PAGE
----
"A Thing that Makes me Happy"

By Sean Cumming of the National Literacy Trust

Images: Eleanor Bentall (rspb-images.com)

Poets have always been inspired by nature. We want to tap into this tradition, but rather than it being merely the subject of poetry we hope that our collaboration with the RSPB will allow pupils to both be inspired by, and learn from, the world around them.

The Young Poets programme from the National Literacy Trust aims to engage reluctant writers through a programme of visits to local cultural venues, writing workshops, visits by local poets, and by providing a real audience and purpose for their writing.

We work with schools serving communities experiencing financial disadvantage because we know their pupils are disproportionately likely to underachieve in writing tests at the end of KS2 and in their English GCSE. Focussing on improving young people’s enjoyment of and attitudes towards writing can have positive impact on their writing skills.

Our research consistently shows that children receiving free school meals are more likely to engage with poetry in their own time. More broadly, poetry is having something of a renaissance in popular culture. Neilsen Bookscan report that 2021 had the highest figure for poetry sales they have ever recorded, £1.82 billion.

 This is combined with an increase in outlets for poetry writers, from Insta-poetry to performance poetry on Tiktok and Youtube, to more conventional magazines and journals. As a result, poetry offers an opportunity to engage with those young people who are at risk of falling behind with their writing.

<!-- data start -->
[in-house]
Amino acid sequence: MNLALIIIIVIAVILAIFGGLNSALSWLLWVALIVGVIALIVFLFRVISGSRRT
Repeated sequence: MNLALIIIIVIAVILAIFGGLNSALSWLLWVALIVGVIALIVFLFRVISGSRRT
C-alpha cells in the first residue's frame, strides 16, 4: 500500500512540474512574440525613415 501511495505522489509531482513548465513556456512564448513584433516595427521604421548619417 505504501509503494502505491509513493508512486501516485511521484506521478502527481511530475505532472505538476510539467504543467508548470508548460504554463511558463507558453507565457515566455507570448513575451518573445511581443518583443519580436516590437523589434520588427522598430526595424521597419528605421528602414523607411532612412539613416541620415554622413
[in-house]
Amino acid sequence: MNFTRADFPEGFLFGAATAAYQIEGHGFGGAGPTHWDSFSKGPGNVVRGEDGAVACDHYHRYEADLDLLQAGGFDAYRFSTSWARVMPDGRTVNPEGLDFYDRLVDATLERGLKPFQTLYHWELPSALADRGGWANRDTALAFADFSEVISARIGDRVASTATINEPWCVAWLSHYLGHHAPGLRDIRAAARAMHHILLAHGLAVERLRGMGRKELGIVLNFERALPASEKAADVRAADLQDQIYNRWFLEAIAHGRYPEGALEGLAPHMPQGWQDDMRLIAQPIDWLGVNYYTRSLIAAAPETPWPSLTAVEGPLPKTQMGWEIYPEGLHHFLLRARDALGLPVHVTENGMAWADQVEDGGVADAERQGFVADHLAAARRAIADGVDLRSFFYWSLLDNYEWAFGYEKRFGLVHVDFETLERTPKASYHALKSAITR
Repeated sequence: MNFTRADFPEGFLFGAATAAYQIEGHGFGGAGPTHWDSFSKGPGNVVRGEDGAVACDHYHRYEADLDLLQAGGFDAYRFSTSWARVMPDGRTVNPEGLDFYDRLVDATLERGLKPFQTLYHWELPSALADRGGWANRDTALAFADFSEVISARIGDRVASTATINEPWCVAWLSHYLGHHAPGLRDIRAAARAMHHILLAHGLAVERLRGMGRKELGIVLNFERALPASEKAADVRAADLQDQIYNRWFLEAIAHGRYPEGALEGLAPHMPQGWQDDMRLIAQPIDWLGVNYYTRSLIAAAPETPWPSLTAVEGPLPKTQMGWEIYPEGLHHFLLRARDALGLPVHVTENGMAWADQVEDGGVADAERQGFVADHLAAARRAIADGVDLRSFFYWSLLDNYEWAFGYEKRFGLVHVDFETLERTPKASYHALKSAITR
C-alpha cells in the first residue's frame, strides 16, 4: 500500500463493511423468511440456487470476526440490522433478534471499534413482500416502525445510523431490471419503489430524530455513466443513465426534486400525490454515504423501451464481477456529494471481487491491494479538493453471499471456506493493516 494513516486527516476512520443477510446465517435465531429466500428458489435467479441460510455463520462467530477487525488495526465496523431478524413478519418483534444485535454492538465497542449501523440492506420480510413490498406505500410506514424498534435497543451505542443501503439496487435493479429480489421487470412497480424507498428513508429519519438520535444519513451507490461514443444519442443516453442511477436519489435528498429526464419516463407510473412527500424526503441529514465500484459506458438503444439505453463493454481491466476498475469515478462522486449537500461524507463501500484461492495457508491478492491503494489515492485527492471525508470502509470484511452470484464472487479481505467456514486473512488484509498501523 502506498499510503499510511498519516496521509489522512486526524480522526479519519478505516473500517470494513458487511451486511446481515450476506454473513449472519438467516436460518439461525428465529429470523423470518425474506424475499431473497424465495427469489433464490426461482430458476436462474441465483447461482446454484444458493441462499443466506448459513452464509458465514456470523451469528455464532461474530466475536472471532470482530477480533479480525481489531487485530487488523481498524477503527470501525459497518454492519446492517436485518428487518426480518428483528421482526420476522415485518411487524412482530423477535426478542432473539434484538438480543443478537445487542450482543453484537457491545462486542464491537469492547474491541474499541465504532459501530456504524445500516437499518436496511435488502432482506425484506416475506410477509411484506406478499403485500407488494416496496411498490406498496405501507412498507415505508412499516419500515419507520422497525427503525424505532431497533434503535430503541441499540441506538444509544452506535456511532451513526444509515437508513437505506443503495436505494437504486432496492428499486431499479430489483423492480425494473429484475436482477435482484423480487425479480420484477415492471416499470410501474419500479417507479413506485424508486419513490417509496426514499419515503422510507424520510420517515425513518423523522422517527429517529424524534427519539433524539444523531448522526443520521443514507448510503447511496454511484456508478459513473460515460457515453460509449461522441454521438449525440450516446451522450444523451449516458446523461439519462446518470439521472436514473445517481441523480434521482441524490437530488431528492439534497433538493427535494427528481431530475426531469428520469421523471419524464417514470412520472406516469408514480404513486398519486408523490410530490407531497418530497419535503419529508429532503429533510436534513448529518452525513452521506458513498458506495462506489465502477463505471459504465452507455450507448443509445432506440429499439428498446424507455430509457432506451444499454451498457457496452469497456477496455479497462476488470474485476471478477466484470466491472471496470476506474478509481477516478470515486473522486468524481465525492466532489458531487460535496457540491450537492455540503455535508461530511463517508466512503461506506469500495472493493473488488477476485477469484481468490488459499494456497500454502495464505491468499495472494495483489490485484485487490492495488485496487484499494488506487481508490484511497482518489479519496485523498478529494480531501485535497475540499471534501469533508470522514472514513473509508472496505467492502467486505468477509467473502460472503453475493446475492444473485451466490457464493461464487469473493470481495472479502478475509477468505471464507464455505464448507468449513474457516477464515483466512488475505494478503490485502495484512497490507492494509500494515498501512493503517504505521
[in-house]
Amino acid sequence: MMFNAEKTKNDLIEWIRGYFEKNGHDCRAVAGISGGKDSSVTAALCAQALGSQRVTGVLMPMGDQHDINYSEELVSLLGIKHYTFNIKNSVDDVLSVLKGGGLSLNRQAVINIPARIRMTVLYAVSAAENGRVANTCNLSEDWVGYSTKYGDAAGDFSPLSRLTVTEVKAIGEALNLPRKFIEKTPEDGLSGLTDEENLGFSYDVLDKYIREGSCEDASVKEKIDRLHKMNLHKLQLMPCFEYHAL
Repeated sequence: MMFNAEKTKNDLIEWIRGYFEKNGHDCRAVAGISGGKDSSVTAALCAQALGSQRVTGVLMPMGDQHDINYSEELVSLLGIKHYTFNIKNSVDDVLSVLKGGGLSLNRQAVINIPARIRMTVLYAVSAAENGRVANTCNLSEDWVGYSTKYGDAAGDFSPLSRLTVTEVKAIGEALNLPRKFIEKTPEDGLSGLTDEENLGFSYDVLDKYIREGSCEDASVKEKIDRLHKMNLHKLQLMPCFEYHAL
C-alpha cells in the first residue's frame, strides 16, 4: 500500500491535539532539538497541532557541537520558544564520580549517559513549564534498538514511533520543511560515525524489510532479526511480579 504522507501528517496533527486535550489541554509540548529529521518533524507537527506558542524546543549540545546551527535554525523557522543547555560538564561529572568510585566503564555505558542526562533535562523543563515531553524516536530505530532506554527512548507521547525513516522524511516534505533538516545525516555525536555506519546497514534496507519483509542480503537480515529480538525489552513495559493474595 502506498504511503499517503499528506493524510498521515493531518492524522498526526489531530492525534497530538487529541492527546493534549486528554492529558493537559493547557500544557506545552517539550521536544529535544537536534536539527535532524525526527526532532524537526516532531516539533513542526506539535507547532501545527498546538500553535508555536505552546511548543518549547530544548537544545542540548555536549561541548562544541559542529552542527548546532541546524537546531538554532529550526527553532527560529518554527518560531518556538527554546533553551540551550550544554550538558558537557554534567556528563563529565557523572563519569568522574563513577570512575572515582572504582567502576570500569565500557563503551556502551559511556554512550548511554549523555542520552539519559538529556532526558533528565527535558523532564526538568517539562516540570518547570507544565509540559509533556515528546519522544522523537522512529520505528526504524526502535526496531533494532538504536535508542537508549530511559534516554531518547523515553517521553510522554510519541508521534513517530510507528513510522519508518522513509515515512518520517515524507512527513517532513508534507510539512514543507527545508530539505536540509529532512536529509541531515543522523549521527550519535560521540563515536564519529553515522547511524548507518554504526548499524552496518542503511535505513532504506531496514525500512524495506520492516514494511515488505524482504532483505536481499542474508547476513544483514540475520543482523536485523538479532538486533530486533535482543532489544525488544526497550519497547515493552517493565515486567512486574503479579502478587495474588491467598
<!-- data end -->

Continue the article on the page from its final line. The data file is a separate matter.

Reports by the Prince’s Trust and Royal Mail, along with our, also indicate the benefits of writing to young people’s wellbeing. The Prince’s Trust report identifies several benefits to writing including:

“….enhancing their self-awareness, supporting self-regulation (helping to manage thoughts, emotions and behaviours) enforcing a sense of self, and support them to reach self-fulfilment, supporting relationships and communities.”

Evaluation of our programme show that two thirds of pupils participating in the programme agree that poetry, “…is a great way to express myself and my feelings.”

During the pandemic the education sector has had to find innovative solutions to continue supporting children’s learning. Our response was to explore a range of alternative ways to inspire pupils to write. The obvious choice was to turn to nature, and our local environment, as a source of inspiration and a venue for exploration.

This is the process of writing poetry we hope to promote: writing inspired by and flowing from an active engagement with the world outside. We hope that through this process pupils will develop a love of writing.

By Sean Cumming of National Literacy Trust

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